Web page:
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Don’t Slip in Solar Race

letterpen423x6301

 

OVER THE RECENT YEARS, many Caribbean countries have warmed up to the idea of increasing the contribution of renewable energy in their energy supply mix, particularly through the installation of solar photovoltaic and wind turbine systems.

 

This development is indeed very important given the dire energy security situation in these countries, and the abundant renewable energy potential they possess.

 

In this regard, Jamaica seems to be set to make significant strides, based on recent announcements in the Press about large utility-scale wind and solar farm projects amounting to over 40 megawatts.

 

This is being driven by renewable energy targets that have been established as well as actions of the regulator in inviting proposal for renewable energy development. Construction of their wind farm has begun with a solar farm set to begin this year.

 

Barbados has long held the enviable position of being a leader in renewable energy in the Caribbean, and has also been one of the global leaders in terms of the penetration of its solar water heating technology, ranking among the top five countries worldwide for many years.

 

It is true that locally there has been a new wave of rooftop solar photovoltaic installations for power generation, thanks to Government policies and introduction of the renewable energy rider by the Barbados Light & Power Company (BL&P).

 

However, Barbados could be slipping in its standing as leader in solar technologies in the region and could be edged out by Jamaica in this race for position of leader in CARICOM.

 

St Lucia has also recently announced its intention to install a large-scale solar photovoltaic plant. The scale of the proposed plant in Jamaica (20 megawatts) will provide great visibility in this space, and possibly cause that country to cop the leadership spot for solar power generation in the region.

 

Given our long and solid history, as well as our established solar brand, Barbados should strive to maintain its leadership by installing the first utility-scale solar plant as early as possible. Maintaining our status holds significant benefits in the international arena and will [be] value added for our national brand.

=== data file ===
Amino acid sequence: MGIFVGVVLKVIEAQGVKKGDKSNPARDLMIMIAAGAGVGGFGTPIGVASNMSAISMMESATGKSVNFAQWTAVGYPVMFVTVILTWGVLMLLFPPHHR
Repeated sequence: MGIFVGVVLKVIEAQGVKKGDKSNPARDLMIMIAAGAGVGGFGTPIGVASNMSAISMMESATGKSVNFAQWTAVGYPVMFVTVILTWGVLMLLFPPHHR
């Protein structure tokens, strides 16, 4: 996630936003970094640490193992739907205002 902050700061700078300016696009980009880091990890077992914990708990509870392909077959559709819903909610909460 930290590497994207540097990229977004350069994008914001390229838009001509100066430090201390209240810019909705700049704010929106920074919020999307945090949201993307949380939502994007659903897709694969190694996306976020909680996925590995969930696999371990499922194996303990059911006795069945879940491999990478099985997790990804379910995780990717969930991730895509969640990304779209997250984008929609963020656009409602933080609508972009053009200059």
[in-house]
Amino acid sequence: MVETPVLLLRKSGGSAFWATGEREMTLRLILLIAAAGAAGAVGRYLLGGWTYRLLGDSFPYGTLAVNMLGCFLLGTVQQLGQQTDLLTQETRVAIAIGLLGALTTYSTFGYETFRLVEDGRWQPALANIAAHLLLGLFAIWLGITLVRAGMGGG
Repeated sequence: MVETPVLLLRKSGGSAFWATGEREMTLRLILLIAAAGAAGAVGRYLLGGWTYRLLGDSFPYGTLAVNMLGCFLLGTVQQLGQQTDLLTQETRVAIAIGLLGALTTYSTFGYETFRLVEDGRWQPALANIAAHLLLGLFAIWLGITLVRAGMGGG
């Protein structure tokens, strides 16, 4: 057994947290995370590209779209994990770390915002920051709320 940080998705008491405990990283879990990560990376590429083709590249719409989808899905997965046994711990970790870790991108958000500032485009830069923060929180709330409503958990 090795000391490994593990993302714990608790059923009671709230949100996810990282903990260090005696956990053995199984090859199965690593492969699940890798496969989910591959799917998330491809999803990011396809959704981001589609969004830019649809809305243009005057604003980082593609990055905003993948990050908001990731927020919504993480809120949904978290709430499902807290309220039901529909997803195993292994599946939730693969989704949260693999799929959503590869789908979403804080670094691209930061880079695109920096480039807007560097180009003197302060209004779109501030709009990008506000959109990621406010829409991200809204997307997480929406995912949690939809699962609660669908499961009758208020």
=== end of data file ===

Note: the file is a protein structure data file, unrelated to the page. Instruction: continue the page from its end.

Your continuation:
Sharing the benefits

Beyond the competitive and branding elements, centrally generating a significant part of the renewable energy power holds the advantage of sharing the benefits of renewable energy (clean power, and lower stable costs), across the widest cross section of the customer base, and not just for the few who can afford it.

 

In 2014, BL&P announced plans for an 8MW plant for St Lucy, but there are apparent delays related to the slow process in our Town and Country Development Planning Office.

 

While I appreciate the absolute necessity of proper procedures and permitting, it is my considered view that agencies such as Town and Country Planning should be sensitive to the big picture and accord some priority to renewable energy, especially solar energy, in the context of strategic national development objectives.

 

Such an approach is being taken globally, especially given that such technologies are environmentally benign, and have large local pollution reduction and climate benefits.

 

Once again, I strongly believe that Barbados should not so easily relinquish its enviable position as a solar technology leader in the Caribbean. It should be the first country to have a large-scale solar plant, greater than one megawatt.

 

– JULIAN FERGUSON, Renewable energy enthusiast

 

Source: www.nationnews.com/nationnews/letters_to_editor/64911/-slip-solar-race 



Category/ies:Articles, Barbados Articles, Jamaica Articles, Regional Articles, St Lucia Articles.
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